There are further diagrams illustrating the troublesome areas of certain types of stitches – for example, how to work the stitch if traveling in other directions, if turning, and so forth. Of course, the author could never study every single sample of Elizabethan embroidery and demonstrate the variations found. Instead, she illustrates the more prevalent approaches to executing the stitches and dealing with different stitching situations.
Then, after explaining the stitches that fall under the particular category, showing us examples, and teaching us how to do them, the author explores specific case studies – studies of museum pieces that employ the stitchery explored in that section of the book. Each of the case studies involves a narration by the author concerning the piece, what it looks like, the materials used, and so forth, and detailed close-up photos of the piece, often with further diagrams demonstrating how stitches were executed on that particular piece of embroidery.
Each of the four sections of the main content area of Elizabethan Stitches is arranged this way: the explanation of the category; the stitches that belong to the category, broken down and illustrated with diagrams and specific trouble-shooting for difficulty areas; photos of museum pieces close-up and personal; and then the case studies, which often include further stitching instruction.
There are over 30 types of stitches and variations covered in detail this way. The quantity and thoroughness involved in exploring these stitches and variations, plus the detailed visual verification afforded by the extensive photos in the book, sets Elizabethan Stitches apart from, and well above, other books written on the subject of 16th and 17th century embroidery.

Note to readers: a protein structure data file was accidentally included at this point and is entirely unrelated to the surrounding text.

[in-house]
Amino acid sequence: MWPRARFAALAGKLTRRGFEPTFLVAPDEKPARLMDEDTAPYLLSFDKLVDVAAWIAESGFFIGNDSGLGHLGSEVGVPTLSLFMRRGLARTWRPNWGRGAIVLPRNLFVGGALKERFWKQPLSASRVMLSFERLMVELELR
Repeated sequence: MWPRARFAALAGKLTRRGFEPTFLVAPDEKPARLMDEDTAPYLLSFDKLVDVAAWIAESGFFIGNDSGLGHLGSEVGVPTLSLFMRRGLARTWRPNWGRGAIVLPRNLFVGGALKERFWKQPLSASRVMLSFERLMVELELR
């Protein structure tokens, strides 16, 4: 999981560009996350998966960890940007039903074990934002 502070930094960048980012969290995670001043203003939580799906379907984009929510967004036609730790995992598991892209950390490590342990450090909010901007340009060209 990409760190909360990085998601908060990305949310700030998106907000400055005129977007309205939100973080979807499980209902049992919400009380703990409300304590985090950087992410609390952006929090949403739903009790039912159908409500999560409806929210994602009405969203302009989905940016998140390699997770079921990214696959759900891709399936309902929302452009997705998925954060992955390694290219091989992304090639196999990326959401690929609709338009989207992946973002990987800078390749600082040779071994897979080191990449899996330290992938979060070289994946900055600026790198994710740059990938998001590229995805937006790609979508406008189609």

By the way, plaited braid stitch is offered with three variations, and if you are familiar with Jacqui Carey’s other book on Elizabethan sweet bags, I think you may find the instruction in Elizabethan Stitches a little easier to get a handle on. Comparing the two books, I find I prefer the instruction in this book better than the instruction in the previous book on Elizabeth sweet bags.
If you have even the slightest interest in historical needlework, by the way, you are just going to love the case studies throughout the book!
After all, most of us will never see these pieces in person, and certainly we will never see them this closely. The photos in the book are magnificent – really fun to gaze upon in awe and wonder!
The book ends with a list of addresses, including museum addresses and supplier information. Handy to have!
The pros of the book are all laid out above! You won’t find another book like it, and if you have any interest in this type of needlework or in the use of historic techniques in modern applications, you don’t have much of a choice: you’ll need this book in your needlework library!
You can find Elizabethan Stitches: A Guide to Historic English Needlework by Jacqui Carey available through the Book Depository out of the UK, with free world-wide shipping. Get it while it’s available – Jacqui Carey’s books often go out of print, and the prices fly up on them!